“Sound-recording equipment John and Alan Lomax transported in the trunk of their car during their fieldwork expeditions” (from http://www.loc.gov/folklife/fieldwork/howto.html).

For class tomorrow we are going to be covering a lot of ground: “Segregating Sounds (1910s – 20s) and Archival Acquisition/Fieldwork.” For the music related readings please consider the following:


  • Why does Armbruster characterize the 20s as a “paradoxical age”?
  • What is a “blue law”?
  • What was Local 76’s attitude towards jazz?
  • Why was Local 458 reconstituted into Local 493 in 1922?
  • What impact did the advent of cinema have on the local music scene?
  • Did women receive the same pay as men in Local 76?
  • What did the New York Times say about Cornish?

De Barros

  • According to De Barros, what was Seattle’s early “contradiction in the city’s psychology”?
  • What do you think would have happened had black musicians tried to join Local 76 in 1909?
  • What role do minstrel shows play in the development of jazz?
  • How would you characterize The Seattle Times’ turn of the century characterization of black entertainers?
  • When and where was Seattle’s first jazz performance?

And for the archive/fieldwork related portion of the readings, consider….


  • What are some of the ways in which sound and audiovisual archives acquire their collections?
  • What should be a person’s paramount responsibility when making a new recording for an archive?
  • What should we do with recordings that were made w/out the knowledge or permission of performers?

And we will be applying Bartis’ guide to an activity during the latter half of the class.

See you tomorrow!


Puget Sounds (Honors) Discussion Questions for October 7, 2014

Innes’ Band, Alaska-Yukon-Pacific Exposition, Seattle, 1909 Photo by Frank Nowell, Courtesy UW Special Collections (Image No. AYP1253). Originally posted by Pete Blecha at http://www.historylink.org/index.cfm?DisplayPage=output.cfm&file_id=8876

Tomorrow we’ll be looking at musical Seattle of yore, including a focus on the AYP. In anticipation of our discussion, please consider the following:


  • Given what you learned last week, what do you think of the author’s characterization of Dawamish music?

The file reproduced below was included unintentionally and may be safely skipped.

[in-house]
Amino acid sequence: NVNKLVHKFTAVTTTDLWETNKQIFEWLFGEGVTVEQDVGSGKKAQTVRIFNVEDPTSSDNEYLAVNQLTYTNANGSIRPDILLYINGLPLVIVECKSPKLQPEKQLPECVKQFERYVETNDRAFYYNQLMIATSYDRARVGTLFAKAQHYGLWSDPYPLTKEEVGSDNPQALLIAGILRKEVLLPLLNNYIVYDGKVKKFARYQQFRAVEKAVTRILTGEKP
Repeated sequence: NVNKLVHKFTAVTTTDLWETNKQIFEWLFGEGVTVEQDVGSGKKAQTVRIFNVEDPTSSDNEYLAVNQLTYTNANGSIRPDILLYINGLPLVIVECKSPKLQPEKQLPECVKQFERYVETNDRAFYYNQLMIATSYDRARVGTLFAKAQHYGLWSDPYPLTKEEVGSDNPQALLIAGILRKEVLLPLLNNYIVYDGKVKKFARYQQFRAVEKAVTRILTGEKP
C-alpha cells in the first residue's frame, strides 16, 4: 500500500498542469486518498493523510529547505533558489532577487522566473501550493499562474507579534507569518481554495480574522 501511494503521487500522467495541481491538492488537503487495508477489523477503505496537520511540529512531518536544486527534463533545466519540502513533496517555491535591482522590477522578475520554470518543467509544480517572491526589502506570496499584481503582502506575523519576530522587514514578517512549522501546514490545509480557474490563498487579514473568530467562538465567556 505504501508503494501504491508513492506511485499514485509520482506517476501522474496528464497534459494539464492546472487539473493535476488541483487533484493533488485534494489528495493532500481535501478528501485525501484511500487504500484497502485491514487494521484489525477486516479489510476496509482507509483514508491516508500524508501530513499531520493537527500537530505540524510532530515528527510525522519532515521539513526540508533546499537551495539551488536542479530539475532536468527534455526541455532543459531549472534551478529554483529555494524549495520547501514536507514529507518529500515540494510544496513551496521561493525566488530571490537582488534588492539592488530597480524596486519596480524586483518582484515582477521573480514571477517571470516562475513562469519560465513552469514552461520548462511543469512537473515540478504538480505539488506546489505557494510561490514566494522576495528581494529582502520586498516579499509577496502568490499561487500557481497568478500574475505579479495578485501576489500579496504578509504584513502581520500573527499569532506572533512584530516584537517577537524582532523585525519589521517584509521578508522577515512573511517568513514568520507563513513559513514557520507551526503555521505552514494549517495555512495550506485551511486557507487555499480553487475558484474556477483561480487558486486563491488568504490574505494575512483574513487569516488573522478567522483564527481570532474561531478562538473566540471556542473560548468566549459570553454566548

• What role did the UW play in the early musical life of Seattle?
  • Which music cultures must have clashed in early Seattle?
  • What were some of the positive impacts that musician unions had in early Seattle? Were there negative impacts?
  • What barriers existed for Chinese and African American musicians in early Seattle?


  • What’s the connection between AYP and Jimi Hendrix?


  • According to Seattle proponents, why was Seattle considered to be cosmopolitan?
  • According to the author, what opposing perspectives were affirmed by the inclusion of Japan and Japanese peoples in the AYP and other Seattle celebrations?
  • Were racist evolutionary perspectives a part of the AYP?
  • Did Japanese Americans pose a real or perceived economic threat to European Americans in Seattle? If so, what did this lead to?

For the second half of class we’ll have a change of venue and a surprise guest that we help us delve into primary sources from the AYP. Library fun awaits!

Puget Sounds discussion questions for October 2, 2014

Erich von Hornbostel (from http://upload.wikimedia.org/wikipedia/uk/a/a9/Erich_Moritz_von_Hornbostel.jpg)

Some questions to think about when reading this week’s articles for our Puget Sounds seminars (http://guides.lib.washington.edu/ps-honors14 and http://guides.lib.washington.edu/ps-collegiate14)


  • What do you think motivated early comparative musicologists to record the music of so-called “primitive” people?
  • What was one of the primary differences between the Vienna and Berlin archives?
  • By what means did the Vienna archive collect “exotic music”?
  • What does it mean to, as Stump noted, “hear with European ears”?
  • What does Ames mean by the following: “As ‘participant observer,’ the scientist became a kind of impresario in his own right”?


  • From what you can tell so far, where do you think the Puget Sounds project fits w/in Nettl’s definitions of ethnomusicology (pp 4-5)?
  • How would you define ethnomusicology? Fieldwork?
  • What is your opinion of Nettl’s stated “truism” on page 10?
  • Is ethnomusicology doomed by the apparent contradiction between searching for “unitary phenomenon” and never ceasing to “marvel at the incredible variety of manifestations of music”?
  • Is musical egalitarianism possible?

And while you read, listen to early EM von Hornbostel recordings here: http://offcampus.lib.washington.edu/login?url=http://search.alexanderstreet.com/view/work/71672